Let me give you some of the background. Giuliani, the former mayor of New York, arguably the Republican presidential front-runner, he said this about water-boarding. Listen to this.
(BEGIN VIDEO CLIP)
RUDOLPH GIULIANI (R), PRESIDENTIAL CANDIDATE: Well, I'm not sure it is either. It depends on how it's done. It depends on -- depends on the circumstances. It depends on who does it.
(END VIDEO CLIP)
BLITZER: He says he's not sure that water-boarding is torture, to which John McCain told "New York Times" this. He said: "They should know what it is. It's not a complicated procedure. It is torture."
And, today, he added this. Let me play this little clip.
(BEGIN VIDEO CLIP)
SEN. JOHN MCCAIN (R-AZ), PRESIDENTIAL CANDIDATE: I find it beyond belief that anybody would countenance such torture.
(END VIDEO CLIP)
BLITZER: All right, let's talk about the political fallout from this debate between Rudy Giuliani, who is not sure it's torture, John McCain, who says there's no doubt it is torture.
Give us the bigger political picture from what they're fighting about.
PAUL BEGALA, CNN POLITICAL ANALYST: Yes, you don't want -- it would be like arguing about flooding with Noah. OK? You don't want to argue torture with John McCain.
He's a person of impeccable moral standing on this, and of great military bearing, a graduate of the Naval Academy, led one of our big squadrons when he was a Naval officer. And he speaks not only as somebody who survived torture, but also as somebody who is expert in military affairs, and says torture just doesn't work.
I mean, Rudy needs to not be there. He has a lot of great qualities, probably even a better debater than most of the field, but he shouldn't be debating John McCain about torture.
BLITZER: What do you think, Leslie?
LESLIE SANCHEZ, REPUBLICAN STRATEGIST: I kind of -- I have to agree. It's very rare that that's going to happen here, but I do have to say that, especially with respect -- you have to look at the fact it's an emotional issue for John McCain, for good reason.
And he has such incredible credibility here, that it's something that we should move away from. If anything, though, politically it's important for John McCain to be stronger on national security. And this falls under the scope of that. So, he does shift the debate.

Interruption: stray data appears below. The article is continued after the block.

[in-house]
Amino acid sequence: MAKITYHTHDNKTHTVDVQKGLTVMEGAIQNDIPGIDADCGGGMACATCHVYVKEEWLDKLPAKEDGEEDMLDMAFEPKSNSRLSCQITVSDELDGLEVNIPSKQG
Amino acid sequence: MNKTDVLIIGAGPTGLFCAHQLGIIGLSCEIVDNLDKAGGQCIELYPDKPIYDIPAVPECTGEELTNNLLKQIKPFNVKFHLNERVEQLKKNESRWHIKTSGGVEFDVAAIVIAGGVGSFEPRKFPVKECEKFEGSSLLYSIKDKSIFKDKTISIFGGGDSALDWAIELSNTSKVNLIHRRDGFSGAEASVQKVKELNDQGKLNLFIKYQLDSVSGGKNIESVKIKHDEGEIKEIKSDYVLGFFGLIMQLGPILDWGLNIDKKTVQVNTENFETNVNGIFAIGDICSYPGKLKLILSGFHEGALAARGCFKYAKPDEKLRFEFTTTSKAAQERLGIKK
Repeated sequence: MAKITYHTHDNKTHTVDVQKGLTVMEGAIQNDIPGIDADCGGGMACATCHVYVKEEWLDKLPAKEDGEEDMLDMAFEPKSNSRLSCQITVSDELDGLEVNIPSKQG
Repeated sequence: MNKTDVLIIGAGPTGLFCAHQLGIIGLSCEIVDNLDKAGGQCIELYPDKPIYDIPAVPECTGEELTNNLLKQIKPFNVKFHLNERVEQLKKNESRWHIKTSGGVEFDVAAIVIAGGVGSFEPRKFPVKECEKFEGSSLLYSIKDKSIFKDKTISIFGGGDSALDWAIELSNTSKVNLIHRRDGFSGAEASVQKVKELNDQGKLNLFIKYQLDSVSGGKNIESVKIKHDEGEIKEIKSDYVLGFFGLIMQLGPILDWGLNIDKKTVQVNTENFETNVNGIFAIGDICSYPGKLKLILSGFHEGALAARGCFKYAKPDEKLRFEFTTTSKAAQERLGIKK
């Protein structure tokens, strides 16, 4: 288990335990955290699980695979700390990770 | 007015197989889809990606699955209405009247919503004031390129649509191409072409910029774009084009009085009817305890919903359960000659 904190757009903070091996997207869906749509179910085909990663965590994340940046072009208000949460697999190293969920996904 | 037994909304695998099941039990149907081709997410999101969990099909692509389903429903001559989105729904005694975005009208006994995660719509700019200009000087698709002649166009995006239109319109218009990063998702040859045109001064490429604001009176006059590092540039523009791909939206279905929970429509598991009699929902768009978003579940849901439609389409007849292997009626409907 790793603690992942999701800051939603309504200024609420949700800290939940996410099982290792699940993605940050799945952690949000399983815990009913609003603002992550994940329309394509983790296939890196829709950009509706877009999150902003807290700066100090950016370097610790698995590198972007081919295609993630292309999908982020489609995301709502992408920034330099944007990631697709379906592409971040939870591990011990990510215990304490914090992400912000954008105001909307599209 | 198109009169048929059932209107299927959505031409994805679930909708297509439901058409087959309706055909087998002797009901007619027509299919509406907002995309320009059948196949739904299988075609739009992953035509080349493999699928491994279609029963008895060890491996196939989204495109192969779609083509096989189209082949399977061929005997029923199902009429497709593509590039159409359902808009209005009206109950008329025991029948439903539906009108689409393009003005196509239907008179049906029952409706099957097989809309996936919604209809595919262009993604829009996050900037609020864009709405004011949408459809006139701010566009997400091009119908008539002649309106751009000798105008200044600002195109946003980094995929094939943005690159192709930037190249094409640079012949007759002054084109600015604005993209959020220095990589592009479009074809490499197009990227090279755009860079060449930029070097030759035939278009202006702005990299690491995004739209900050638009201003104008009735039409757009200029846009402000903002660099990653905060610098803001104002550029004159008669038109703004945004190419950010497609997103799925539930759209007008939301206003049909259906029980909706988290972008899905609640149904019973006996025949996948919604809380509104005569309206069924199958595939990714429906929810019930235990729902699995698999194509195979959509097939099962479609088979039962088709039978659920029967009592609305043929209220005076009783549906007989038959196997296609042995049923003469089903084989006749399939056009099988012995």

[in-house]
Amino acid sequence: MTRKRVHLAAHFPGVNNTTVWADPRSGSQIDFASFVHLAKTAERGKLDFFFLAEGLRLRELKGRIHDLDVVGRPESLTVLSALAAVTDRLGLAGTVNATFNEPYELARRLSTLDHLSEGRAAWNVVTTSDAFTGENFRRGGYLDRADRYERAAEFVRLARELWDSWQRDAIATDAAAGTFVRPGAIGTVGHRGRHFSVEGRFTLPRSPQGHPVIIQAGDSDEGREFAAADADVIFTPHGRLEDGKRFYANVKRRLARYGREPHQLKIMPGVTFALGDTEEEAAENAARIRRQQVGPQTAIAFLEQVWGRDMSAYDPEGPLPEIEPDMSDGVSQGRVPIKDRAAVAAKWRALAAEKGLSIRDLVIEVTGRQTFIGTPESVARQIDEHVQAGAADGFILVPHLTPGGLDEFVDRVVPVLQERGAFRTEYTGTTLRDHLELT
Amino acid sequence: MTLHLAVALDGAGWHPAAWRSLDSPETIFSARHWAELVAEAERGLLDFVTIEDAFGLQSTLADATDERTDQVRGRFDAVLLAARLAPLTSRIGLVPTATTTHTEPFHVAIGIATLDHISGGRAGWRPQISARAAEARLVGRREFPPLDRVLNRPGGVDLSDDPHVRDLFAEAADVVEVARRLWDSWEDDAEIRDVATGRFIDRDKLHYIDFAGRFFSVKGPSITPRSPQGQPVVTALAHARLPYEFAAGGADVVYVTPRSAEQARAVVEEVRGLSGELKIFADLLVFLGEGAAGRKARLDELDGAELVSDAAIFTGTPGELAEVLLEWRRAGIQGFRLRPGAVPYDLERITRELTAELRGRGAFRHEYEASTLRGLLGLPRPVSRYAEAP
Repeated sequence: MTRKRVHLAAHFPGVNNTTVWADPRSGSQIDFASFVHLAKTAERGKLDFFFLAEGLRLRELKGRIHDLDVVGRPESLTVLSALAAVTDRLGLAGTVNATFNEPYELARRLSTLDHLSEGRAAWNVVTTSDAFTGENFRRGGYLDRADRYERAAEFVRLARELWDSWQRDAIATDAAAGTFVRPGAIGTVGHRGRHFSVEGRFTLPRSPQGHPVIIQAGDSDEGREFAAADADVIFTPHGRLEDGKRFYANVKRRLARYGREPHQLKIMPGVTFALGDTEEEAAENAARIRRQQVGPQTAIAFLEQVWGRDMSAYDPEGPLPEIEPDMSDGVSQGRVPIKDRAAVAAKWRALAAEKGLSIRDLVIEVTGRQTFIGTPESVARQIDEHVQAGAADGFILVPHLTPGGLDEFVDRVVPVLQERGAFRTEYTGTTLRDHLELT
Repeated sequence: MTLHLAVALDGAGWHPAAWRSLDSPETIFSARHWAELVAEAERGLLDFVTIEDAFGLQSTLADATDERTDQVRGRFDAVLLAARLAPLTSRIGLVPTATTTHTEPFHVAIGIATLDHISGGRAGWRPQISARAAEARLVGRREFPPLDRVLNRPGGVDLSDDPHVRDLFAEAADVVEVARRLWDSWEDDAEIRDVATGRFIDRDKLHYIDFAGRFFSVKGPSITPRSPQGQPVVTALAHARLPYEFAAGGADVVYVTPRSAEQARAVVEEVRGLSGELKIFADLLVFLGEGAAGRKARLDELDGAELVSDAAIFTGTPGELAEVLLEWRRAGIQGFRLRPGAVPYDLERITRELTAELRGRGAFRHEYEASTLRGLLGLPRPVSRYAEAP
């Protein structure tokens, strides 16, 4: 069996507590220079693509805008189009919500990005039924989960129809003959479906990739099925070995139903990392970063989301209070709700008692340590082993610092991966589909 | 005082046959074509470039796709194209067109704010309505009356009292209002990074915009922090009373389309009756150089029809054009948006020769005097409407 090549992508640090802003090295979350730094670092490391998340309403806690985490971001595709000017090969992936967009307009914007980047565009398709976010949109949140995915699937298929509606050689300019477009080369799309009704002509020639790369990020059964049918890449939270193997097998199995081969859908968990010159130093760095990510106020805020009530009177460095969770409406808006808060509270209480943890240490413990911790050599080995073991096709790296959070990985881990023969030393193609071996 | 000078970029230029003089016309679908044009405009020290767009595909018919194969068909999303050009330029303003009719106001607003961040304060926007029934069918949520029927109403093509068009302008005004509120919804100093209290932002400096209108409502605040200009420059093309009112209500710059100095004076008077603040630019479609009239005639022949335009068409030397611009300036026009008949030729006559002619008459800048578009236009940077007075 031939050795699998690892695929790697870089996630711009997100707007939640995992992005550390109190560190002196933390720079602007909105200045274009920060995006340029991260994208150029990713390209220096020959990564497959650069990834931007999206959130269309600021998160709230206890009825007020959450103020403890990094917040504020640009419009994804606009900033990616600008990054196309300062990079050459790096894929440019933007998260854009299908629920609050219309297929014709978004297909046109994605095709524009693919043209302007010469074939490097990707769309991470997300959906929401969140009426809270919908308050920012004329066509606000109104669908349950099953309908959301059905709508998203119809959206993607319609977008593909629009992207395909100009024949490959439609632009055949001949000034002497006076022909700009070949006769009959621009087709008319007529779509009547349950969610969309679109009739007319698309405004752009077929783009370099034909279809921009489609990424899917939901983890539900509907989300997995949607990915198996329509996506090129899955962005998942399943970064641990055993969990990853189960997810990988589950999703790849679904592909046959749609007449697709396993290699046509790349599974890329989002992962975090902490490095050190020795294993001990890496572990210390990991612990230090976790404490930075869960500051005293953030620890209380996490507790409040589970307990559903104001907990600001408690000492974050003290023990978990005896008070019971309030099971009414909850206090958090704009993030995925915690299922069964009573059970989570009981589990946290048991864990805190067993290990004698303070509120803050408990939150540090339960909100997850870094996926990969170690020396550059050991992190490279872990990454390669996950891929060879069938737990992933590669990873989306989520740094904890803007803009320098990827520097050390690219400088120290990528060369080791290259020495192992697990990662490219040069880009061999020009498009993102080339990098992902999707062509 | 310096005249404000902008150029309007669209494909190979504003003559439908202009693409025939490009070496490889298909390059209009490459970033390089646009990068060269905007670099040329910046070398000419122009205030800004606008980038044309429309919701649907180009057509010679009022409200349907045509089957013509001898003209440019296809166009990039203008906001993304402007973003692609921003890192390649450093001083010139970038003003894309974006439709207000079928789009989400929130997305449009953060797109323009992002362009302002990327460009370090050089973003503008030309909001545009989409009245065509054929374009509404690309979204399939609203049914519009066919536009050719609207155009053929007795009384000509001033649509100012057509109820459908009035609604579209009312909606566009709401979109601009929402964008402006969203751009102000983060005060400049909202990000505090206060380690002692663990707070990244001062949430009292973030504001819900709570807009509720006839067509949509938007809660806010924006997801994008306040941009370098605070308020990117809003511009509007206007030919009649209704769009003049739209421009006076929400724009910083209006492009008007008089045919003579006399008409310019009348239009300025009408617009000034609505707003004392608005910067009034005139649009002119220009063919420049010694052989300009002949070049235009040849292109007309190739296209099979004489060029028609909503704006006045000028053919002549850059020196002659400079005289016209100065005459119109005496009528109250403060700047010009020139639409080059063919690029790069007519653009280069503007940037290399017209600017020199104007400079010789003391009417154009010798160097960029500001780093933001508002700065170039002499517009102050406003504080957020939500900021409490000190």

BLITZER: I don't know if you saw Bill Schneider's report earlier this hour here in THE SITUATION ROOM. He says McCain has had a pretty good week since that Republican debate. He's got a new ad that he's running.
And, in part, he's going after Hillary Clinton, the woman you support for the president of the United States, saying, you know, while she was trying to get a million dollars for some sort of museum to remember Woodstock, he was doing something else at the time. He was tied up, as a POW.
MCCAIN: The best line of 2007, the best.
And, yes, I love Hillary. You got to give him his due. McCain is showing the Republicans the right way to attack Hillary. And that is with humor, and with some dignity and some class, some self- deprecation that also reminds us that he's a war hero.
Contrast that with the rest of the field, which is like stumbling over each other to say the more hateful and nasty things about Hillary, which is self-defeating. So, my -- as a Democrat, I hope they're not listening to McCain. But, just as an observer, I think Republicans could learn a lot from watching John McCain this week.
SANCHEZ: Tremendously important, the window is closing on the primary schedule, the primary fight. John McCain is showing he's still a very viable candidate.
He has tremendous loyalty out there, not only because of his military credentials, but because he talks straight. And I think that's a -- that's very important.
BLITZER: The big problem he has, though, is money. You know, he raised $5 million or $6 million in the last quarter. But he spent a lot of it. He doesn't have a lot of cash on hand.
The other Republican candidates, especially Giuliani and Romney, they have a lot more money. What's he going to do about that? Because, without money in these kinds of primaries and caucuses, you're in trouble.
SANCHEZ: Well, there's no doubt about that. This is, in one sense, a Hail Mary effort, trying to shift the debate to national security.